Decision on Cowboys’ Elliott Suspension Officially Thrown into Fifth Circuit’s Hands
The NFL’s New York suit seeking to enforce the six-game suspension on Dallas Cowboys’ Ezekiel Elliott was halted on October 11, 2017 until the Fifth Circuit Court of Appeals makes a decision. Manhattan federal court’s District Judge Katherine Polk Failla said she would not issue a formal stay of the injunction — the injunction currently preventing Elliott’s suspension from taking immediate effect — but that she would halt the New York litigation. Elliott has played, so far, in all five Cowboys’ games this season.
The NFL suspended Elliott back in August following his ex-girlfriend’s allegations of domestic violence. The case has since then spiraled into two separate lawsuits. Elliott and the NFL Players Association (NLFPA) had originally filed suit in Texas federal court asking to vacate the then-forthcoming arbitration decision, anticipating the arbitrator would deny Elliott’s appeal of the suspension — which the arbitrator did do in early September. Once the decision came out, the NFL filed its own lawsuit in New York federal court seeking to enforce the arbitrator’s ruling and uphold the suspension. Texas federal Judge Amos Mazzant issued a preliminary injunction, which froze the suspension, allowing Elliott to play. Then in, mid-September, Judge Mazzant denied the NFL’s motion to stay the injunction. The NFL is currently fighting that decision in the Fifth Circuit, but now must wait. The NFL’s attorney argued to Judge Failla that, of the two lawsuits, only the New York suit was properly filed. Judge Failla pointed out that Judge Mazzant disagreed.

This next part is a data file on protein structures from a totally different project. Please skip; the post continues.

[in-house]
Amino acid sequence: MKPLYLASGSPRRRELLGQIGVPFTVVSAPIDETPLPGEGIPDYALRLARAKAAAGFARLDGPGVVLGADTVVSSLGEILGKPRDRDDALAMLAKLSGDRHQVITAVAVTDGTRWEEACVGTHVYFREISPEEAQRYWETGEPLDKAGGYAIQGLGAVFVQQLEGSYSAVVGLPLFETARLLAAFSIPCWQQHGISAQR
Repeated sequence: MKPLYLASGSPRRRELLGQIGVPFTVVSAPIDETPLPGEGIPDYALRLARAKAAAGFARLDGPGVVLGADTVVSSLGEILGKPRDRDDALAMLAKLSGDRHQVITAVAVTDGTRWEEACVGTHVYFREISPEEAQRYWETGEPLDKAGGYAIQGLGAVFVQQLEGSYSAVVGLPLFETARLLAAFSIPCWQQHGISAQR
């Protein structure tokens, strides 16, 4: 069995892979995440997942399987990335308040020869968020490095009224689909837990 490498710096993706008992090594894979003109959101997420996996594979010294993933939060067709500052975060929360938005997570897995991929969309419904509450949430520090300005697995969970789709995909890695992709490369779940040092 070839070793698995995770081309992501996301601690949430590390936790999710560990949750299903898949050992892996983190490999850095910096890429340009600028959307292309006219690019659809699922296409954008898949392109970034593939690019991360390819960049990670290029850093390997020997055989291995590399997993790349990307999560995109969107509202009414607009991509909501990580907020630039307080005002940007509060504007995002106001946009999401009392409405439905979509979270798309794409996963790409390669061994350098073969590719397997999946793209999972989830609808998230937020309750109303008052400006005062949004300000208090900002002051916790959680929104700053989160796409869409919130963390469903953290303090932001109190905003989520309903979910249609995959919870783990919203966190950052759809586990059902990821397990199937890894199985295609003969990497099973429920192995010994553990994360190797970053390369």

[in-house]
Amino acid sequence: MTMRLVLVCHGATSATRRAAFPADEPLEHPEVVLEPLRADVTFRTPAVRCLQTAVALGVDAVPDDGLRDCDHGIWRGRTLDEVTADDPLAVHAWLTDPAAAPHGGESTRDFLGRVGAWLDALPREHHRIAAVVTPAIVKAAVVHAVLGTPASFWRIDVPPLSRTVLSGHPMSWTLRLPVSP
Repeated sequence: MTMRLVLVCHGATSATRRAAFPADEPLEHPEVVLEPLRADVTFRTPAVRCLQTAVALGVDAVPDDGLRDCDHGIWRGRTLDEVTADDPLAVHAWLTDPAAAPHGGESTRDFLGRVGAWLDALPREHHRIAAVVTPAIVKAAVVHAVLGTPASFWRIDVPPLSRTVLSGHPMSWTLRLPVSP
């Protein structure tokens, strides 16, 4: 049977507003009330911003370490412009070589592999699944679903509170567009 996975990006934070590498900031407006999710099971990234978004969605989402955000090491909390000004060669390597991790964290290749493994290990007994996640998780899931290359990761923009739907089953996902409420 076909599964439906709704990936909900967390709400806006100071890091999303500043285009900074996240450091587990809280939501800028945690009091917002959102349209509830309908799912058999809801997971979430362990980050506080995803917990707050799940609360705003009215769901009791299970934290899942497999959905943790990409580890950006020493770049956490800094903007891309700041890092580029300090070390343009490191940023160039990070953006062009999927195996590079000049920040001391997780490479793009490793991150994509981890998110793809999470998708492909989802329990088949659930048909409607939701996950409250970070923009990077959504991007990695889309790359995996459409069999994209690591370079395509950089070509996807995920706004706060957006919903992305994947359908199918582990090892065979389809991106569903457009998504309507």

There are a few possible outcomes: The Fifth Circuit may decide that Judge Mazzant lacked authority to hear the case because Elliott and the NFLPA prematurely filed suit before the arbitrator had actually ruled. In that case, the suit would be dismissed and Elliott’s suspension would take effect immediately, although Elliott would likely file a temporary restraining order. The Fifth Circuit also may vacate the injunction and say the district court overreached when reviewing the arbitration decision. Or, the court could deny the NFL’s request to stay the injunction. In that case, the injunction would remain in place allowing Elliott to play the rest of the season, but the legal battle would continue during next year’s season.